Ex Vivo Generation of Functional Immune Cells by Mitochondria-Targeted Photosensitization of Cancer Cells
Stimulating the immune system for potent immune therapy against cancer is potentially a revolutionary method to eradicate cancer. Tumors stimulated with photosensitizers (PSs) not only kill cancer cells but also help to boost the immune system. We recently reported that tumor-associated antigens (TAAs) generated by delivery of a mitochondria-acting PS zinc phthalocyanine (ZnPc) to MCF-7 breast cancer cells followed by laser irradiation can lead to ex vivo stimulation of mouse bone marrow-derived dendritic cells (BMDCs). The antigens generated from the breast cancer cells were also found to cause significant DC maturation and the activated DCs were able to stimulate T cells to cytotoxic CD8+ T cells. In this protocol, we describe methods to engineer a mitochondria-targeted biodegradable nanoparticle (NP) formulation, T-ZnPc-NPs for delivery of ZnPc to the mitochondria of MCF-7 cells, subsequent photodynamic therapy (PDT) using a long wavelength laser irradiation to produce TAAs, DC stimulation by the TAAs to secrete interferon-gamma (IFN-γ), and matured DC-driven T-cell activation.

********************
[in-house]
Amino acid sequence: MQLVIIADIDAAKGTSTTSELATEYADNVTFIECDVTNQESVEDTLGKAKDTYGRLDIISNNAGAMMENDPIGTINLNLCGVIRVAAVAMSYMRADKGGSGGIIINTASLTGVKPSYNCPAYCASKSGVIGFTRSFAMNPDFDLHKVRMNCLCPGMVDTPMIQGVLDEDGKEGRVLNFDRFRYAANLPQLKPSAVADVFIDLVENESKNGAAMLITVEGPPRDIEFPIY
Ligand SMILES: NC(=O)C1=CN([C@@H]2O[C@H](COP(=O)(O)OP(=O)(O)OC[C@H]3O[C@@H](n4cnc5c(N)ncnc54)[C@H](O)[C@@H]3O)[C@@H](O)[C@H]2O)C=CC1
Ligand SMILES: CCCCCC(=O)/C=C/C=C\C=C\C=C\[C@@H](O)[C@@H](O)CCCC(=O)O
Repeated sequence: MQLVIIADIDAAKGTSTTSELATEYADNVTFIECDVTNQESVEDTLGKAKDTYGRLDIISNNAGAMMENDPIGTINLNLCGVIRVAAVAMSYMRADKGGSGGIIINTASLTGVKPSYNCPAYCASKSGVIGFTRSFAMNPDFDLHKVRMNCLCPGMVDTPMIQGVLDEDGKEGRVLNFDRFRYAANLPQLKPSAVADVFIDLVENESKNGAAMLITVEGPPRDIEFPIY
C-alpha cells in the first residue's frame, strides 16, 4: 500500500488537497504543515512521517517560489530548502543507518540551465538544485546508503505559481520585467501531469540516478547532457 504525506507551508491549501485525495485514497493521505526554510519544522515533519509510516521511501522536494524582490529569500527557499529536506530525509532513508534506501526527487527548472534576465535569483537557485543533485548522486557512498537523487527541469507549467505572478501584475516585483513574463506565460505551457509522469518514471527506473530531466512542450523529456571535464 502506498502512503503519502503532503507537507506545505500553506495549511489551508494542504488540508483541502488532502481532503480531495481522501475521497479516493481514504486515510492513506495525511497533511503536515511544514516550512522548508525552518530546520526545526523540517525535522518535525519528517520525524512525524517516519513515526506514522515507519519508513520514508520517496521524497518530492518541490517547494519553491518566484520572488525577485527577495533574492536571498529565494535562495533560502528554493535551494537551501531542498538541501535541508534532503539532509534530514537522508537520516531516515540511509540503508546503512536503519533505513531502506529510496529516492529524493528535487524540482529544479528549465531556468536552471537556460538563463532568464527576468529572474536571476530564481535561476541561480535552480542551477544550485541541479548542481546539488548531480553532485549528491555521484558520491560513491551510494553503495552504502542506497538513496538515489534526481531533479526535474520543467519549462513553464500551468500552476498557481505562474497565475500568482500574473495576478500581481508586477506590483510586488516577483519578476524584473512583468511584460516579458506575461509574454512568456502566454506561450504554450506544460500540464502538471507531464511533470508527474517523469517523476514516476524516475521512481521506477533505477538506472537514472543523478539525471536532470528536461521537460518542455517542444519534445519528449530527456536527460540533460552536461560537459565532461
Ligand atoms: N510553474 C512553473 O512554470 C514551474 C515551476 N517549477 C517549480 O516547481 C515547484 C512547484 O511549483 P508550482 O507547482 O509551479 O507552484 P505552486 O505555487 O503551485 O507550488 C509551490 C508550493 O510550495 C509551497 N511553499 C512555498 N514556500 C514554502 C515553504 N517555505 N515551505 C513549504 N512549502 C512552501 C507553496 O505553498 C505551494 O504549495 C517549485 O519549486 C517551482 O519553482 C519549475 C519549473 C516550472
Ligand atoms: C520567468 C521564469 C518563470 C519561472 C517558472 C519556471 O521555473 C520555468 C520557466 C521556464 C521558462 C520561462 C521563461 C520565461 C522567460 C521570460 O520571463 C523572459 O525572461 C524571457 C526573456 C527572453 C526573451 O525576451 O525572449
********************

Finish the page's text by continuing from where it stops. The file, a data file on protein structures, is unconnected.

Key wordsPhotodynamic therapy Tumor antigen Mitochondria Biodegradable nanoparticle
This work was supported by a start-up grant from the National Institutes of Health (P30 GM 092378) to UGA and by the Office of the Vice President for Research, UGA, to S.D., and a grant from the National Institutes of Health (NIH AI056484) to D.H.
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